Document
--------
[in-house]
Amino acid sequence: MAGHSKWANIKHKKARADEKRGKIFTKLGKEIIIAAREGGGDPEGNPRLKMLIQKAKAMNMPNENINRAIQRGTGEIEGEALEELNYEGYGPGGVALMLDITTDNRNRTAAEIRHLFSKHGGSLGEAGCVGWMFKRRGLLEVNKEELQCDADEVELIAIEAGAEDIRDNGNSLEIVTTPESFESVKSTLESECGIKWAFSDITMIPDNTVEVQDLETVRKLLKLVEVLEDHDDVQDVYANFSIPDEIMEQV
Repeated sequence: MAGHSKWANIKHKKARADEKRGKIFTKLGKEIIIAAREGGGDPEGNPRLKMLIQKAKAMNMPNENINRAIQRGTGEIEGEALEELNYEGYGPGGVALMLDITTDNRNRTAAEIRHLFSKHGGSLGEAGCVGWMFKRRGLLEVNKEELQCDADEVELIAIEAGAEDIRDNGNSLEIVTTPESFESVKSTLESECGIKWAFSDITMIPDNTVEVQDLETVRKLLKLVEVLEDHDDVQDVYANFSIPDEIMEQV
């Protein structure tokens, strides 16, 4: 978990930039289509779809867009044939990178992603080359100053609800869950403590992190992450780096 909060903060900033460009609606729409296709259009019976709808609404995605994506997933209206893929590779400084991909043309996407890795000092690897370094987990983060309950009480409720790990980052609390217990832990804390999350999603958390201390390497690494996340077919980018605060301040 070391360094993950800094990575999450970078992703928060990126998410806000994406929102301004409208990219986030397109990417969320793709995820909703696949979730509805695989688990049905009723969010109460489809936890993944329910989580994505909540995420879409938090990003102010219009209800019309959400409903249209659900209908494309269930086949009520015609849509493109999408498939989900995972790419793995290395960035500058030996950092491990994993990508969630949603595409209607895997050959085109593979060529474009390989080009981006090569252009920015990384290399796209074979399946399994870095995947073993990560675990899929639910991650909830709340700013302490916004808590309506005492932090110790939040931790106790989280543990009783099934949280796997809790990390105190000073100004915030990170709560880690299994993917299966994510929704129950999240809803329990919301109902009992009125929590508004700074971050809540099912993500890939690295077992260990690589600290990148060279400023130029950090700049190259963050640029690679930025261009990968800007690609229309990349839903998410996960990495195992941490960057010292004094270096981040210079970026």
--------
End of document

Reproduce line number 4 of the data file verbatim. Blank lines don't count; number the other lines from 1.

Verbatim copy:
């Protein structure tokens, strides 16, 4: 978990930039289509779809867009044939990178992603080359100053609800869950403590992190992450780096 909060903060900033460009609606729409296709259009019976709808609404995605994506997933209206893929590779400084991909043309996407890795000092690897370094987990983060309950009480409720790990980052609390217990832990804390999350999603958390201390390497690494996340077919980018605060301040 070391360094993950800094990575999450970078992703928060990126998410806000994406929102301004409208990219986030397109990417969320793709995820909703696949979730509805695989688990049905009723969010109460489809936890993944329910989580994505909540995420879409938090990003102010219009209800019309959400409903249209659900209908494309269930086949009520015609849509493109999408498939989900995972790419793995290395960035500058030996950092491990994993990508969630949603595409209607895997050959085109593979060529474009390989080009981006090569252009920015990384290399796209074979399946399994870095995947073993990560675990899929639910991650909830709340700013302490916004808590309506005492932090110790939040931790106790989280543990009783099934949280796997809790990390105190000073100004915030990170709560880690299994993917299966994510929704129950999240809803329990919301109902009992009125929590508004700074971050809540099912993500890939690295077992260990690589600290990148060279400023130029950090700049190259963050640029690679930025261009990968800007690609229309990349839903998410996960990495195992941490960057010292004094270096981040210079970026």